THIS series of incidents involving the two armed factions cannot be seen in isolation from the larger issue of the revival of the statehood movement in the two hill districts. In 1970, when Prime Minister Indira Gandhi contemplated granting full statehood to Meghalaya, a case for an independent State of Karbi Anglong and North Cachar Hills was also made in a memorandum signed by a Cabinet member from Mikir Hills (renamed Karbi Anglong) and 11 others. Almost 16 years later, on May 17, 1986, that demand for statehood led to the formation of the Autonomus State Demand Committee (ASDC). The ASDC spearheaded a strong mass movement demanding the creation of an autonomous State under Article 244(A) of the Constitution that culminated in signing of the MoU on April 1, 1995 between the Assam government and the leaders of the ASDC.

The signing of the MoU led to an upgrade of both councils of Karbi Anglong and North Cachar Hills with enhanced powers under the provisions of the Sixth Schedule. Ten years after signingthe MoU, the same set of leaders are now disillusioned with the councils that are in place in both hill districts and have demanded creation of an autonomous State comprising the geographical areas of Karbi Anglong and North Cachar Hills.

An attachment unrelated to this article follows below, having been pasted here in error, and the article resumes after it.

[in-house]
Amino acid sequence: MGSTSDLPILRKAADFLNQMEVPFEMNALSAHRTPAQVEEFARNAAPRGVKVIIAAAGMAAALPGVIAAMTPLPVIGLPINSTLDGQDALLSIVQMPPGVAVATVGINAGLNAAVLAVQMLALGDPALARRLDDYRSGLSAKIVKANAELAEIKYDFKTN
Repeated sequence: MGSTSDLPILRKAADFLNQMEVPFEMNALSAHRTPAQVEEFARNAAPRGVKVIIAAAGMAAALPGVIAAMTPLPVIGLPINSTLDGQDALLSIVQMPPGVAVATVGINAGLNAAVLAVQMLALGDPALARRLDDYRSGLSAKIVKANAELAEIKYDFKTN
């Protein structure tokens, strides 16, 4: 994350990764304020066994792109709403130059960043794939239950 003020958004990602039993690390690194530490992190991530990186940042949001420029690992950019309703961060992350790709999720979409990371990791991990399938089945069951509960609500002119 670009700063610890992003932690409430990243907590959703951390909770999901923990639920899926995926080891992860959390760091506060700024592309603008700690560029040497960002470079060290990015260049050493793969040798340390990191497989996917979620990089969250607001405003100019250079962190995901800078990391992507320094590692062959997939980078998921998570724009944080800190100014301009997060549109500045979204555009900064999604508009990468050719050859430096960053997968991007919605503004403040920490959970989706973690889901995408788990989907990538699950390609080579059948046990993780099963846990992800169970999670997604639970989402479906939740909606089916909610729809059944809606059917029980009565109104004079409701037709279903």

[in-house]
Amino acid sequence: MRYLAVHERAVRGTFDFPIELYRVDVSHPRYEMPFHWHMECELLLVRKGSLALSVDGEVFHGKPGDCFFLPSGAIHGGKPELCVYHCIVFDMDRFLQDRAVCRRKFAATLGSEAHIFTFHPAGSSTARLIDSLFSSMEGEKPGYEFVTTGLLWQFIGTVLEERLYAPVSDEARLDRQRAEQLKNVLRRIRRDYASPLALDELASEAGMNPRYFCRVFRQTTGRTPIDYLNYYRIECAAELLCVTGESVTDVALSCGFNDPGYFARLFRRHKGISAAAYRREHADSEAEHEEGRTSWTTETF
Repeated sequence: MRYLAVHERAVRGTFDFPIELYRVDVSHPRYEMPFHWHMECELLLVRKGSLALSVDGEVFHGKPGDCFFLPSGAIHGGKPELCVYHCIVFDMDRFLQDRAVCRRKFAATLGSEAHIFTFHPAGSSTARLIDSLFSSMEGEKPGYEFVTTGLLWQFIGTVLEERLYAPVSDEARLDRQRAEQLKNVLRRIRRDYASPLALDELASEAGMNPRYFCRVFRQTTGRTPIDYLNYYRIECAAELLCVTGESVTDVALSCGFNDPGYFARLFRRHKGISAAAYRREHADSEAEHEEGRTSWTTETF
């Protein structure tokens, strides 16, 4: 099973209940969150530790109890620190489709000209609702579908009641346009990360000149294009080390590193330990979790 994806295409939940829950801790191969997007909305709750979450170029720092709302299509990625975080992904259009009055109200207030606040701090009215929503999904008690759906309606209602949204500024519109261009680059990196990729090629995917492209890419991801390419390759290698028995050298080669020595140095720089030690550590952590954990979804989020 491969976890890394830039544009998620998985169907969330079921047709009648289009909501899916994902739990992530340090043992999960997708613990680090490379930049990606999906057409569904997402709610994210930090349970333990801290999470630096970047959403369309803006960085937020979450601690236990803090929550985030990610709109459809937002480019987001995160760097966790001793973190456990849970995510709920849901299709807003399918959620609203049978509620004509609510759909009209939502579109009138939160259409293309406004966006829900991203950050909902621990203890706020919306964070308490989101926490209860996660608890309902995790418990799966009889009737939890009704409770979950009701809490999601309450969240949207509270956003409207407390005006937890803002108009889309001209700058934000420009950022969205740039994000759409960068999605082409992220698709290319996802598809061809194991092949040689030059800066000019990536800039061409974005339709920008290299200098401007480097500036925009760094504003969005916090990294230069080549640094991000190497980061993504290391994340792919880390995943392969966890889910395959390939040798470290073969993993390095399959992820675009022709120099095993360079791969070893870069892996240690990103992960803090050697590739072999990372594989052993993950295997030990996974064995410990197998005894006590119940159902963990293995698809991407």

In the course of a debate in the Lok Sabha, veteran Karbi politician and Communist Party of India (Marxist Leninist) leader Dr. Jayanta Rongpi said: “The Sixth Schedule has been in practice since 1952. I have the experience of heading such an Autonomous Hill Council for seven long years. I was Chief of the Karbi Anglong Autonomous Council for seven years. With that experience I can say that the Sixth Schedule has failed in India since 1952.” The former MP from the Diphu constituency made a case for an independent State for the two hill districts of Assam by insisting that the Centre had upgraded all Sixth Schedule areas into States. He pointed out that the Khasi Hills, the Jaintia Hills and the Garo Hills were in the Sixth Schedule; that Mizoram was in the Sixth Schedule; and that the Centre had upgraded all these Sixth Schedule hill areas to States “because there are inherent weaknesses in the Sixth Schedule”. He also pointed out that the Jharkhand Autonomous Council was upgraded into a separate State less than a year after the formation of its autonomous council under the Sixth Schedule.